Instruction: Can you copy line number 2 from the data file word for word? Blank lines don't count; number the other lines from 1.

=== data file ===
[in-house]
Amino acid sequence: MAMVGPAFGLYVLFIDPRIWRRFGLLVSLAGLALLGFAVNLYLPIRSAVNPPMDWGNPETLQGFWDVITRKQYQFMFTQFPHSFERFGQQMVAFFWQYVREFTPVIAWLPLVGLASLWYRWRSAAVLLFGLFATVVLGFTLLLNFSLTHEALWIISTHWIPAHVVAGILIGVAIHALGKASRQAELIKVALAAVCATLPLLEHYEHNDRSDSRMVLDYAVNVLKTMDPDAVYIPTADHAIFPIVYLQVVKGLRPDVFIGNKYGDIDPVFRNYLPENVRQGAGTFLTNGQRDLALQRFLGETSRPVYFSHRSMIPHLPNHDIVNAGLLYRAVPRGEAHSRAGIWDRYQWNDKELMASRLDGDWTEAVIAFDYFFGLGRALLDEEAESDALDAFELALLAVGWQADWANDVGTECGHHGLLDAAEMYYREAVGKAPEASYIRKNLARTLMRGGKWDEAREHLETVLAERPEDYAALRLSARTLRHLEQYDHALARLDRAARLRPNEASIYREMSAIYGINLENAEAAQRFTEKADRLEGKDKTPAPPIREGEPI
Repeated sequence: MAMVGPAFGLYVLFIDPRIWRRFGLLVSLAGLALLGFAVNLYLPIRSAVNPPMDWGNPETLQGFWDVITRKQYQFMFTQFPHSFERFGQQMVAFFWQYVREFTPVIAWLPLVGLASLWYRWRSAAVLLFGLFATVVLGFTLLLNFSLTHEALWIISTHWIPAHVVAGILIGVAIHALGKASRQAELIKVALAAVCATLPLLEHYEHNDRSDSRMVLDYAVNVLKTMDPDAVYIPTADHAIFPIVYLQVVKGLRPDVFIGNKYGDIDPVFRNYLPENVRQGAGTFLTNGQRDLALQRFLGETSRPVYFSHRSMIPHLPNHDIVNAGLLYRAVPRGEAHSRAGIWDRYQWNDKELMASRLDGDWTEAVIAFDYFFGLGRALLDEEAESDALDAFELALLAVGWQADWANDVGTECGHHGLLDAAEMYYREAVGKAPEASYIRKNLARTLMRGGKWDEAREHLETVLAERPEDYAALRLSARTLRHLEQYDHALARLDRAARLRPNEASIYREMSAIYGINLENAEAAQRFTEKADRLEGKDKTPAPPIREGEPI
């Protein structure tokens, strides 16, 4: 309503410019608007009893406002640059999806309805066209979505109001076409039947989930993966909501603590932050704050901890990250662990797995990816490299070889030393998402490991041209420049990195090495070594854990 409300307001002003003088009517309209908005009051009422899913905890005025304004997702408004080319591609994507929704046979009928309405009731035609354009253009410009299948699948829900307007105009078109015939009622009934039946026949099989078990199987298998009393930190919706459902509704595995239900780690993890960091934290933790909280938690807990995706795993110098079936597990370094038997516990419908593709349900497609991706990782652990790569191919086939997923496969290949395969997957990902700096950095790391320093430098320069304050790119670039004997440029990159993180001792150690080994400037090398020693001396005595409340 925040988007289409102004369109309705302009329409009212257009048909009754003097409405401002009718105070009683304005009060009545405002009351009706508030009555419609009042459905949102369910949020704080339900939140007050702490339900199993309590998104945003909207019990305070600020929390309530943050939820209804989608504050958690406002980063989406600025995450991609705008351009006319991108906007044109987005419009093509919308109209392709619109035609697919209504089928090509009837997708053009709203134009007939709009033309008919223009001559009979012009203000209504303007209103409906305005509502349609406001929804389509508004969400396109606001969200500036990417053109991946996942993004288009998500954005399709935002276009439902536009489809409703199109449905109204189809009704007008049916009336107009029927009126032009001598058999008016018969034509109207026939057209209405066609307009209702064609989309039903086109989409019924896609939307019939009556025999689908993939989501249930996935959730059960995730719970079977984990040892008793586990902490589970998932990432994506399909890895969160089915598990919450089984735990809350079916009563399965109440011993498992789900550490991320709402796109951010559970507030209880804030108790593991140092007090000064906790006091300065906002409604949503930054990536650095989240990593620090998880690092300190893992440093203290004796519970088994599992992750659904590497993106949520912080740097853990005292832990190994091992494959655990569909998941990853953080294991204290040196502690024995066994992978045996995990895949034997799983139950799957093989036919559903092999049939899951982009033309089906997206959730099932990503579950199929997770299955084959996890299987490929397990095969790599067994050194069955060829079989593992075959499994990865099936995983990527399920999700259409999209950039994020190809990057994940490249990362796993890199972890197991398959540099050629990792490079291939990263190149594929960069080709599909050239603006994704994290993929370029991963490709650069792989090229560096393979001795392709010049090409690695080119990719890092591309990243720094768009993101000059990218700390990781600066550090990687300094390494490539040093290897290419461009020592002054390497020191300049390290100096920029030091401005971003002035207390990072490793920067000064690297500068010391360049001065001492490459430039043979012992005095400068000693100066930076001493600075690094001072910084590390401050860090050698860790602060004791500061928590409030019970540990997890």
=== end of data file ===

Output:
Amino acid sequence: MAMVGPAFGLYVLFIDPRIWRRFGLLVSLAGLALLGFAVNLYLPIRSAVNPPMDWGNPETLQGFWDVITRKQYQFMFTQFPHSFERFGQQMVAFFWQYVREFTPVIAWLPLVGLASLWYRWRSAAVLLFGLFATVVLGFTLLLNFSLTHEALWIISTHWIPAHVVAGILIGVAIHALGKASRQAELIKVALAAVCATLPLLEHYEHNDRSDSRMVLDYAVNVLKTMDPDAVYIPTADHAIFPIVYLQVVKGLRPDVFIGNKYGDIDPVFRNYLPENVRQGAGTFLTNGQRDLALQRFLGETSRPVYFSHRSMIPHLPNHDIVNAGLLYRAVPRGEAHSRAGIWDRYQWNDKELMASRLDGDWTEAVIAFDYFFGLGRALLDEEAESDALDAFELALLAVGWQADWANDVGTECGHHGLLDAAEMYYREAVGKAPEASYIRKNLARTLMRGGKWDEAREHLETVLAERPEDYAALRLSARTLRHLEQYDHALARLDRAARLRPNEASIYREMSAIYGINLENAEAAQRFTEKADRLEGKDKTPAPPIREGEPI